Original Wall Block Found in the Woods at Phnom Bakheng
The WMF team working to restore Phnom Bakheng temple in Angkor recently identified the exact location of an original wall stone unit in the wooded side of the hill. This is big news because only in a few cases can we tell 100% the original location of a stone block.
The team had been conducting a survey of the scattered stones on the hill slope. This survey normally allows us to define only if the block is from a stone shrine, a brick shrine, an elevation wall, or a library.
Initially, the team of site workers didn’t understand the importance of this particular stone, also because it was partially buried in the ground. Fortunately, Mr. Im Nareth, who WMF considers the team’s “expert” in stone recognition, was there too. He’s been working with WMF since 2011, and before had worked with other international teams at different temples. His father worked for the French team EFEO, before the coup d’état in 1970. He has developed a good eye for stones and we often ask him for advice.
By looking at the stone, Nareth recognized two interesting features in particular. The existing decoration seemed to show that the stone was originally from the top layer of an elevation wall. The existence of a well-defined interlocking system and in particular its layout immediately lead him to believe that it was from a corner. The block was showing the remainders of the interlocking system not only on the bottom face but also on the sides.
The experienced members of the survey team, who know Phnom Bakheng temple very well, thus remembered a specific block at the top layer of the southeast corner of level B and how it never seemed to perfectly blend in. The team argued that its joints did not completely match the surrounding units. Our archaeologist Chea Sarith, who leads this team, believes the block was put there at a later time—given its scale it was probably taken from level C, and likely not from a corner. It appears that during past interventions it was adjusted to fit in that position. The comparison of the size of the new found block with its potential original location confirmed that it came from that exact corner. The team removed the block in place and installed the original stone unit.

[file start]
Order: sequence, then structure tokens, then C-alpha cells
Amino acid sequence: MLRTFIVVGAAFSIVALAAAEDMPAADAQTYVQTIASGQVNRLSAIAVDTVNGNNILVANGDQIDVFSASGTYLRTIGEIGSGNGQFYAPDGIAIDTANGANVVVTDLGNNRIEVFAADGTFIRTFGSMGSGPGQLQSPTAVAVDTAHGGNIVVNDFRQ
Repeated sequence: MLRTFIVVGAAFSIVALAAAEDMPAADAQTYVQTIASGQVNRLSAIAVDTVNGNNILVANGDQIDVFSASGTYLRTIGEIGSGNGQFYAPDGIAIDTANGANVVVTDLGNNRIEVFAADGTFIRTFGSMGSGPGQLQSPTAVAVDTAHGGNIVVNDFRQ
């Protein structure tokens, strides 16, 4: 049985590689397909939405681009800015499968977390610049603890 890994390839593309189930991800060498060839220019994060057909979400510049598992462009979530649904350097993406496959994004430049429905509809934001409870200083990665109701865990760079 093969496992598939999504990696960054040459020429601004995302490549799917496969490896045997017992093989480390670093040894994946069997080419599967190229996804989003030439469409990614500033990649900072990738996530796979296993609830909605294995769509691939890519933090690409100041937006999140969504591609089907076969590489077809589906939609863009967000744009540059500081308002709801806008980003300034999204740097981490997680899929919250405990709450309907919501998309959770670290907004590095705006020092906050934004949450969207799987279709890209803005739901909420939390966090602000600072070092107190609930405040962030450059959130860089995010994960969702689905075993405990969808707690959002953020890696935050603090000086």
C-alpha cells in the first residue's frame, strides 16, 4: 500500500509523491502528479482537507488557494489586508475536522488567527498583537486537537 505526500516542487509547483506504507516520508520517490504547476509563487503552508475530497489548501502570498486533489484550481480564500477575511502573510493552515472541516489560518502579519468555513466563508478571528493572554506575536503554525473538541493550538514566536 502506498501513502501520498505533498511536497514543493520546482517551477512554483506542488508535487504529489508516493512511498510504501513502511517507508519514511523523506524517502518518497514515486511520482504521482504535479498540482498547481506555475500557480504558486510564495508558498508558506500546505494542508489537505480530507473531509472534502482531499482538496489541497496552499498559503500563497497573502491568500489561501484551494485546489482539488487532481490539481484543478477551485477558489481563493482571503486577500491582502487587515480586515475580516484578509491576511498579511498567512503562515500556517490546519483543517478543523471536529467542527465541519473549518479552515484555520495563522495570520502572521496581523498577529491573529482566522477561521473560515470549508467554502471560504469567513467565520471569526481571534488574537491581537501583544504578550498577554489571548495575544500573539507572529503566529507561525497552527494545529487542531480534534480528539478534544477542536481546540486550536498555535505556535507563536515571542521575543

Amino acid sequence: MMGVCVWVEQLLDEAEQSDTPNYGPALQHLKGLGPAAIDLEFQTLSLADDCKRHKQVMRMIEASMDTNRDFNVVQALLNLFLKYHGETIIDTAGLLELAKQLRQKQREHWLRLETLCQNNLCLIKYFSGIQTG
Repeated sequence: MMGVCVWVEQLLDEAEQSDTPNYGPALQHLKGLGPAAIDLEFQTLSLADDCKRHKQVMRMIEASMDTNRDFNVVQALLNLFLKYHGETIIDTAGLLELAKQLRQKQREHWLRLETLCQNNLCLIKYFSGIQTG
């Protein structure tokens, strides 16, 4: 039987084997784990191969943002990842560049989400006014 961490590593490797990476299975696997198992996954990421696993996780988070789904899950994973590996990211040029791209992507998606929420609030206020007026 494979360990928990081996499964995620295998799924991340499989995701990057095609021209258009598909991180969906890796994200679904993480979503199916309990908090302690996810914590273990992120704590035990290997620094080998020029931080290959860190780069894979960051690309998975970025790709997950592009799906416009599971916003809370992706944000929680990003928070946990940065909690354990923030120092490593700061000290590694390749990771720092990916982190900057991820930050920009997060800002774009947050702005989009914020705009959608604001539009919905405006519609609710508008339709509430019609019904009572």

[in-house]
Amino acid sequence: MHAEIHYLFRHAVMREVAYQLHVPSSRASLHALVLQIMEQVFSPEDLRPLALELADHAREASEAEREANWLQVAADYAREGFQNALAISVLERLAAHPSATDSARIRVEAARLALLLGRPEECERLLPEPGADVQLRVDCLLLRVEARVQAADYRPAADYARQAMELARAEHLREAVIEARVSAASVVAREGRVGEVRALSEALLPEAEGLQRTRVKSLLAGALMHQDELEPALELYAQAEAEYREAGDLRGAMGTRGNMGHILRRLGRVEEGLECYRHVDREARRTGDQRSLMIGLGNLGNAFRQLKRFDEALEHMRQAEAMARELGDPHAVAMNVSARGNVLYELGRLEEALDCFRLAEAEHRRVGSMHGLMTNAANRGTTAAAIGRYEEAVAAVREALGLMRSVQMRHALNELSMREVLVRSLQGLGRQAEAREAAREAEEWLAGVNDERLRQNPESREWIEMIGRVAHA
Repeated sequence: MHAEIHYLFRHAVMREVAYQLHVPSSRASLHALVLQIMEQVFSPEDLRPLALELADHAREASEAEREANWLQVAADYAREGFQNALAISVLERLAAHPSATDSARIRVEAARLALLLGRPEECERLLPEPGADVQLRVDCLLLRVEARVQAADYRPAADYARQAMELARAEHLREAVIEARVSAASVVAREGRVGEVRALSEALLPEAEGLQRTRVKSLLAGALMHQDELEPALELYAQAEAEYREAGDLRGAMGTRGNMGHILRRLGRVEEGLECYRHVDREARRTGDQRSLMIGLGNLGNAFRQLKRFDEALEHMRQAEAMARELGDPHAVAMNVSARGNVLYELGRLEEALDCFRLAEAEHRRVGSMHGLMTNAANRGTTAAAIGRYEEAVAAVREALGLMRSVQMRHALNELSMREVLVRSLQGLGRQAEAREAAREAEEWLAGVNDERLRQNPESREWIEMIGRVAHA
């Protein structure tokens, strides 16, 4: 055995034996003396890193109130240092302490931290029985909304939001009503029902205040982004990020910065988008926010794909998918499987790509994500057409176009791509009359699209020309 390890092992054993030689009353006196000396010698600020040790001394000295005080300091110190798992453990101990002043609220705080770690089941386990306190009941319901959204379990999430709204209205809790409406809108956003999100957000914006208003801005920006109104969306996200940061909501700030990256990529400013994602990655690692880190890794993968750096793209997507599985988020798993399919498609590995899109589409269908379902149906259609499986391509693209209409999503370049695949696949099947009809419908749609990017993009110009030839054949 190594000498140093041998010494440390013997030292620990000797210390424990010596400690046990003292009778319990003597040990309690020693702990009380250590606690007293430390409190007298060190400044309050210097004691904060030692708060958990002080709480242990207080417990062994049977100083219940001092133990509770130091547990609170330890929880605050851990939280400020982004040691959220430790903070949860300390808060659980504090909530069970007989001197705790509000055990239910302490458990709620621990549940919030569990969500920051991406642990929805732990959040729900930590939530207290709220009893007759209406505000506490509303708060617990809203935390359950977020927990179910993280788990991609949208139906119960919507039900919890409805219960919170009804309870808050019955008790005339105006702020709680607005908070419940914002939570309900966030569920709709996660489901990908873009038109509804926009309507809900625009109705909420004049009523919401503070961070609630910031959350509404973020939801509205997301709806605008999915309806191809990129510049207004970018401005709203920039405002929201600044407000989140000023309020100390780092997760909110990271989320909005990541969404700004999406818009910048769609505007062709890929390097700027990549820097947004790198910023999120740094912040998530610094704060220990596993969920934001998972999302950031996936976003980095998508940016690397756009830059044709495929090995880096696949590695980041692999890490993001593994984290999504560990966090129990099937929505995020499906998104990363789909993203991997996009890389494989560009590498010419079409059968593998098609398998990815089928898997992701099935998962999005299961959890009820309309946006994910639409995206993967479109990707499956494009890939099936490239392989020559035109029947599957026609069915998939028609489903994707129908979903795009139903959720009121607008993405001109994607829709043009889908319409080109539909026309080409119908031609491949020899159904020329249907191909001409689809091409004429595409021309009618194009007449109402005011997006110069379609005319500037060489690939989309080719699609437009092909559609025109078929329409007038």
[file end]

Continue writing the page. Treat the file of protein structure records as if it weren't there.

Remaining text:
Its size, shape, and joints match perfectly, but the color is different from the surrounding units. This is because it has been buried in the ground for a good amount of time and not exposed to atmospheric weathering in the same way as the blocks already in place. But thanks to this, the block’s decoration can still be appreciated. The profound knowledge developed by the WMF workers again proved to be instrumental in making this happen.
Image top: Original block found in the hill slope and installed in its original position.